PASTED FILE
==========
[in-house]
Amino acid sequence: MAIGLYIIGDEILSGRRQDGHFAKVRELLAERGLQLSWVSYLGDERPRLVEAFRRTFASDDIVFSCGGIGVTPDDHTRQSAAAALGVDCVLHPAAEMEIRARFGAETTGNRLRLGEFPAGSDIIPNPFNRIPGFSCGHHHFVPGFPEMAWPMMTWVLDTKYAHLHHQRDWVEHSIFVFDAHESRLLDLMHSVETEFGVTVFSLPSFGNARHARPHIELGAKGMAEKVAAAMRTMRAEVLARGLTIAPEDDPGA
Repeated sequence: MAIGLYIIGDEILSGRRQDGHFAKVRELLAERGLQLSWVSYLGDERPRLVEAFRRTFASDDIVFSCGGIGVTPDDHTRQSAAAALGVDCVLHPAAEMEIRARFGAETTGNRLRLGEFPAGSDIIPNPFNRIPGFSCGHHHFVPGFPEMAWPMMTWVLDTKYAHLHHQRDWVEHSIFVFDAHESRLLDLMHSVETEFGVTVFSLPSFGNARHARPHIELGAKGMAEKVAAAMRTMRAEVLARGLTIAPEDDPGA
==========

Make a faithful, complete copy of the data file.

[in-house]
Amino acid sequence: MAIGLYIIGDEILSGRRQDGHFAKVRELLAERGLQLSWVSYLGDERPRLVEAFRRTFASDDIVFSCGGIGVTPDDHTRQSAAAALGVDCVLHPAAEMEIRARFGAETTGNRLRLGEFPAGSDIIPNPFNRIPGFSCGHHHFVPGFPEMAWPMMTWVLDTKYAHLHHQRDWVEHSIFVFDAHESRLLDLMHSVETEFGVTVFSLPSFGNARHARPHIELGAKGMAEKVAAAMRTMRAEVLARGLTIAPEDDPGA
Repeated sequence: MAIGLYIIGDEILSGRRQDGHFAKVRELLAERGLQLSWVSYLGDERPRLVEAFRRTFASDDIVFSCGGIGVTPDDHTRQSAAAALGVDCVLHPAAEMEIRARFGAETTGNRLRLGEFPAGSDIIPNPFNRIPGFSCGHHHFVPGFPEMAWPMMTWVLDTKYAHLHHQRDWVEHSIFVFDAHESRLLDLMHSVETEFGVTVFSLPSFGNARHARPHIELGAKGMAEKVAAAMRTMRAEVLARGLTIAPEDDPGA